I recently blogged about where to start CD, with test or deployment automation? The conclusion I came to was neither answer is correct, you should work on both incrementally because one without the other is not very useful. Working on both should produce more value to customers quicker even if each moves slower individually.
I have continued to contemplate how enterprises with existing (sometimes very old, fragile and/or poorly architected) software should start there CD journey. Many of the CD principles can take years to fully implement but teams need to know how to start getting value out of CD quickly. There are many principles in CD but which ones should a new team focus on first?
Jezz Huble (some say the father of CD) has blogged several times about the principles of CD in addition to all the great content in his books:
In looking at my teams CD journey,considering the issues we saw along the way and hearing about struggles from other companies/teams, I am convinced Optimize for Resilience is the key starting point for most teams new to CD. I believe it is the principle you can start implementing and seeing value from most quickly. Jez details this principle further in another post where he points out the human element:
But the most important element in creating resilient systems is human, as Richard I Cook’s short and excellent paper “How Complex Systems Fail” points out. This is one of the reasons that the DevOps movement focuses so much on culture.
I completely agree, optimizing for resilience is a necessary culture change.
Assume you will Fail
That sounds really negative but the reality is – failure is inevitable. We will all fail from time to time in our careers. For example, we may
- Not consider a data condition that only exists in a specific environment
- Incorrectly predict how users will interact with our website
- Misunderstand what the business was asking for
- Break a service contract
- Deploy components in the wrong order
- Forget a database script
Too many teams/companies spend all their energy on trying to prevent failure. We should always learn from our failures and try to improve but I propose its more important to have a plan for when we fail first and foremost. If we embrace the fact that failure in inevitable and always have a plan for recovering or isolating the failure we become more resilient and those failures will have far less of an effect, if any.
Plan For Failure
I blogged about Release Readiness back in February which is how we plan to be resilient. I didn’t really put it in those terms but that is exactly what it is. We formalize the process of analyzing what we are changing and how we will unchange, hide or disable the change if/when needed. This is a very different way of thinking. Its not natural. Most of us want to believe we know what we are doing and everything will work out. It usually does but when it doesn’t it can negatively effect customers, teammates and other co-workers.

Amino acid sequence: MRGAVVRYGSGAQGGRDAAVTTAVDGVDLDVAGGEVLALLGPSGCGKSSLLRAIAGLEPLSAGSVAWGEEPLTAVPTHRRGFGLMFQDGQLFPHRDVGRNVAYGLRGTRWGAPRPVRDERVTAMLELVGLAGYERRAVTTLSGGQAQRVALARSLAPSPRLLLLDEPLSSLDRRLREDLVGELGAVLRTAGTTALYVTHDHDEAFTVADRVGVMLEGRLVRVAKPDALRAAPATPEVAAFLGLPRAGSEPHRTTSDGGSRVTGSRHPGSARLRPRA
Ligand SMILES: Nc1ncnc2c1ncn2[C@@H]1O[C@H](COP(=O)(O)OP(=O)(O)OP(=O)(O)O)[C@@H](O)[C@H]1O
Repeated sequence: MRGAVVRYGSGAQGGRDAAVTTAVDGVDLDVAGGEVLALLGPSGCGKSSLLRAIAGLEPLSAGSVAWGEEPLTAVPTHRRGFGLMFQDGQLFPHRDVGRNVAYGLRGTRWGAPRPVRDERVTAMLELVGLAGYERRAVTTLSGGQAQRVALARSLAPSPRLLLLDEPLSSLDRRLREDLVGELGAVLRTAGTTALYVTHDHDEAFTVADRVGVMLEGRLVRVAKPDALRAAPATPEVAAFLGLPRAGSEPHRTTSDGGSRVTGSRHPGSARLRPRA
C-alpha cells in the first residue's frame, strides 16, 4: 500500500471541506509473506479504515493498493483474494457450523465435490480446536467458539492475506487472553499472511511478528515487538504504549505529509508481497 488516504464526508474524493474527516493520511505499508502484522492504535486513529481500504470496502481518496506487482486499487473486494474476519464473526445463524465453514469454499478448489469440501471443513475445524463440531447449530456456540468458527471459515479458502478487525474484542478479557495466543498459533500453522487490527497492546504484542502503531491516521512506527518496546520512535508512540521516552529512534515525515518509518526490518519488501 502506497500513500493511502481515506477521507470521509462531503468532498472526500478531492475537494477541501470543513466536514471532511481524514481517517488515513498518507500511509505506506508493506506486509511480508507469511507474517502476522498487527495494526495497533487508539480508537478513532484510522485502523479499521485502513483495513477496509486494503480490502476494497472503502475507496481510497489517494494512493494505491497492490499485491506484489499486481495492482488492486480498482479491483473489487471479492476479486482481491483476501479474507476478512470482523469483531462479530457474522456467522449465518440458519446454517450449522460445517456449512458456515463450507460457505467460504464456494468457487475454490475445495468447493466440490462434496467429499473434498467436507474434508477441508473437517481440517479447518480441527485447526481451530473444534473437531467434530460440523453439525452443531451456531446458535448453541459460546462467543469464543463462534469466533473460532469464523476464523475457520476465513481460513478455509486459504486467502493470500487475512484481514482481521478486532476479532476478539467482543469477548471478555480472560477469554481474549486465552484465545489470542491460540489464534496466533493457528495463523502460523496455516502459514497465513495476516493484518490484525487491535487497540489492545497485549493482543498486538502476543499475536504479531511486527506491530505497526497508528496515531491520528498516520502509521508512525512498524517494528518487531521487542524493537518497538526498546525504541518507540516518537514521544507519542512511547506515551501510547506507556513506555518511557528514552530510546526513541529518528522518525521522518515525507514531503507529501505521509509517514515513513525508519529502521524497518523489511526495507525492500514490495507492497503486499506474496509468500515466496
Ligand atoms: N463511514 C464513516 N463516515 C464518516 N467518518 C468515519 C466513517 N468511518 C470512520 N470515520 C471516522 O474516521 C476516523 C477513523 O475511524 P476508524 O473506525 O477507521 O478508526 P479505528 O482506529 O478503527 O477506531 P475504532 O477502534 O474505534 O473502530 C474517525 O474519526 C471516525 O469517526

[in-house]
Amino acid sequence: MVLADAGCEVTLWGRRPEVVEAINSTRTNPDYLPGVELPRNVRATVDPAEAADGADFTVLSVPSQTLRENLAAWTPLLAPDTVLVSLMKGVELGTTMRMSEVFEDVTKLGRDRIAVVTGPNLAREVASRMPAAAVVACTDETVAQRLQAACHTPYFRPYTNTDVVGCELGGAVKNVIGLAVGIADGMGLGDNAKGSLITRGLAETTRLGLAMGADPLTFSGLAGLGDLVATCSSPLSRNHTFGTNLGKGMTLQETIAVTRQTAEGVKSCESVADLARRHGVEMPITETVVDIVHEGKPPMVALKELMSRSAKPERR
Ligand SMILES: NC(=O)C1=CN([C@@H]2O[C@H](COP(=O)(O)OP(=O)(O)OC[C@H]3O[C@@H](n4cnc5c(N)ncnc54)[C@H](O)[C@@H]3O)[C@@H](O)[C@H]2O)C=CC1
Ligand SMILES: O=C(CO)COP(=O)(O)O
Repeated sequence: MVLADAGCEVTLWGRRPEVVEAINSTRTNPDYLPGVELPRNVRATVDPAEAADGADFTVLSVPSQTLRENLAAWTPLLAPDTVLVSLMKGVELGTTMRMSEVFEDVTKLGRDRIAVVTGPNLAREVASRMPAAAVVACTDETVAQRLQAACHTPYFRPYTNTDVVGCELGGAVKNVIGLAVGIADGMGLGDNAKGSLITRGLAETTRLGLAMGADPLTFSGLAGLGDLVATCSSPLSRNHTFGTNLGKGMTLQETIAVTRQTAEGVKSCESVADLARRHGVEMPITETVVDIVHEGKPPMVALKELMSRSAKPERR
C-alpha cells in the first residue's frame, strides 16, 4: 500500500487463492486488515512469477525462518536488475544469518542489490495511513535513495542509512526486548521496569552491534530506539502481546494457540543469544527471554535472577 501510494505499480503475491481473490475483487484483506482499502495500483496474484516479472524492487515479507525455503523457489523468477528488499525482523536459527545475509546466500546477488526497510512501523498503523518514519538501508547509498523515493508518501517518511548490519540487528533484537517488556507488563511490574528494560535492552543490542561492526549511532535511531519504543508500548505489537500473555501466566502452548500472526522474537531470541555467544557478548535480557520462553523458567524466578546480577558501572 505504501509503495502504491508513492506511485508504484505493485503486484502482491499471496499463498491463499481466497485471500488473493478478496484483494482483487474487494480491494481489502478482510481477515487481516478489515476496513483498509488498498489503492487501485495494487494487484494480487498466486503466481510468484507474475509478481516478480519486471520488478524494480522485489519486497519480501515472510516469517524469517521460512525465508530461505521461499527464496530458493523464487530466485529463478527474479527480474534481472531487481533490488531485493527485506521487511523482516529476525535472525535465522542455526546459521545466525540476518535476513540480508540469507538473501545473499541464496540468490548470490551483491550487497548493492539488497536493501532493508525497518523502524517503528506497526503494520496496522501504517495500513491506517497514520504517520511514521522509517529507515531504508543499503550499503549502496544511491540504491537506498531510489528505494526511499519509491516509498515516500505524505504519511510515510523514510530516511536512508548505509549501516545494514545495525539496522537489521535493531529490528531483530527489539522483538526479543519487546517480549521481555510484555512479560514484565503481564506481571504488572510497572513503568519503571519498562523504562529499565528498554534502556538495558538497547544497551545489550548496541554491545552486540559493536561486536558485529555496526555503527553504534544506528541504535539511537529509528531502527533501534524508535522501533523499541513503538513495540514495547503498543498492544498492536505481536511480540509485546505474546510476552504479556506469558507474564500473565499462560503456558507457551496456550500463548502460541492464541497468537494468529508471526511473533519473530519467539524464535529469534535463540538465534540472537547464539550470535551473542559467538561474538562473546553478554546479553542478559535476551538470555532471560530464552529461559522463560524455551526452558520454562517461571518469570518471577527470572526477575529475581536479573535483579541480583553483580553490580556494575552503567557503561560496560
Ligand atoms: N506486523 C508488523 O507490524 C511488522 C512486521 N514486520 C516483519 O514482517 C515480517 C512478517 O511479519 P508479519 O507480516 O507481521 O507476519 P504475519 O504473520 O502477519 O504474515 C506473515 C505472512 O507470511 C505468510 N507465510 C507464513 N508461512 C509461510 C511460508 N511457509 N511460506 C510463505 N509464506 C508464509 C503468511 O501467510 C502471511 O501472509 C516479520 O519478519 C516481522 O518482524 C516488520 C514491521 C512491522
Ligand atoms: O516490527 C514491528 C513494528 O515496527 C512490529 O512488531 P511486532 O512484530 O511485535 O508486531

In our case we made Release Readiness Analysis a definition of done on our Kanban board so we wouldn’t forget to do it. Even then developers would forget but over time the teams kept each other accountable and now its second nature. Here are some of the plans we have made for different failures:
- Always deploy changes through multiple environments (local, DEV, QA) to practice deployments that will eventually fail
- Use feature flags so new functionality can be disabled/hidden when the business doesn’t approve it in UAT or it causes an error in PROD
- Only break contracts when necessary
- Never update services beyond DEV or QA instead deploy changes as a new version so you don’t break clients
- Have a rollback plan and practice it so you can confidently rollback a bad deployment
- Don’t change database schemas, append them then cleanup later
I want to call out rollbacks specifically as they are the typical failure plan for teams. This is only one way of recovering from failure. They can be tricky to handle but we have a working rollback process. Even though we have it and continue to test it we have only used it once over the last three years. We typically roll forward and push a fix through the pipeline instead. This is usually faster and less risky when you consider data conditions and all the other factors involved.
There is no question this all requires more thought/analysis and will slow down development initially but in our experience this small amount of effort pays dividends later.
It doesn’t matter where you are on the maturity scale for CD, you can start Optimizing for Failure today. I think its the best place for teams just starting CD because it forces us to think differently about what we develop and how. Its not easy but well worth it.
What do you think? I would love to hear more thoughts on Optimizing for Resilience and how that has or could effect your teams. Start a conversation in the comments below or on Twitter.